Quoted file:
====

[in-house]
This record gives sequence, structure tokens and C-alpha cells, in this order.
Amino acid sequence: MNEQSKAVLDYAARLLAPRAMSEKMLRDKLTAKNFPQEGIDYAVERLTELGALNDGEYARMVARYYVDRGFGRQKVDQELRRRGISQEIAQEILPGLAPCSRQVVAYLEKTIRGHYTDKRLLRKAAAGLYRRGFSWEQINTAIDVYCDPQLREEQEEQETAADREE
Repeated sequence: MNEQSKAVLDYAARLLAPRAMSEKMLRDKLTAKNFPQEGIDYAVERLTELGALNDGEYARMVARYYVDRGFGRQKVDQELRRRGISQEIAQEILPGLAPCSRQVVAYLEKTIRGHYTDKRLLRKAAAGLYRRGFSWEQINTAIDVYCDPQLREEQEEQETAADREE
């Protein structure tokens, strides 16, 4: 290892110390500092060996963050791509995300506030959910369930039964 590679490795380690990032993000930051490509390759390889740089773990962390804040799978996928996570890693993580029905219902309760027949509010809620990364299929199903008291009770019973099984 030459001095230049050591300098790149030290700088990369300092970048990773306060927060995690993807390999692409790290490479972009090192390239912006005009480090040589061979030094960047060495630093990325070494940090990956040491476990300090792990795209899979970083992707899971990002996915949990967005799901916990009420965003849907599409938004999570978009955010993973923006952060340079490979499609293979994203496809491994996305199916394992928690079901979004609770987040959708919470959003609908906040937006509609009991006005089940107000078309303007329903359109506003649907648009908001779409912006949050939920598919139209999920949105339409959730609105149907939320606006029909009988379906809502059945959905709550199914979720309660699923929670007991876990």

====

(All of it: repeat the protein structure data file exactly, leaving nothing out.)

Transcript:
[in-house]
This record gives sequence, structure tokens and C-alpha cells, in this order.
Amino acid sequence: MNEQSKAVLDYAARLLAPRAMSEKMLRDKLTAKNFPQEGIDYAVERLTELGALNDGEYARMVARYYVDRGFGRQKVDQELRRRGISQEIAQEILPGLAPCSRQVVAYLEKTIRGHYTDKRLLRKAAAGLYRRGFSWEQINTAIDVYCDPQLREEQEEQETAADREE
Repeated sequence: MNEQSKAVLDYAARLLAPRAMSEKMLRDKLTAKNFPQEGIDYAVERLTELGALNDGEYARMVARYYVDRGFGRQKVDQELRRRGISQEIAQEILPGLAPCSRQVVAYLEKTIRGHYTDKRLLRKAAAGLYRRGFSWEQINTAIDVYCDPQLREEQEEQETAADREE
């Protein structure tokens, strides 16, 4: 290892110390500092060996963050791509995300506030959910369930039964 590679490795380690990032993000930051490509390759390889740089773990962390804040799978996928996570890693993580029905219902309760027949509010809620990364299929199903008291009770019973099984 030459001095230049050591300098790149030290700088990369300092970048990773306060927060995690993807390999692409790290490479972009090192390239912006005009480090040589061979030094960047060495630093990325070494940090990956040491476990300090792990795209899979970083992707899971990002996915949990967005799901916990009420965003849907599409938004999570978009955010993973923006952060340079490979499609293979994203496809491994996305199916394992928690079901979004609770987040959708919470959003609908906040937006509609009991006005089940107000078309303007329903359109506003649907648009908001779409912006949050939920598919139209999920949105339409959730609105149907939320606006029909009988379906809502059945959905709550199914979720309660699923929670007991876990």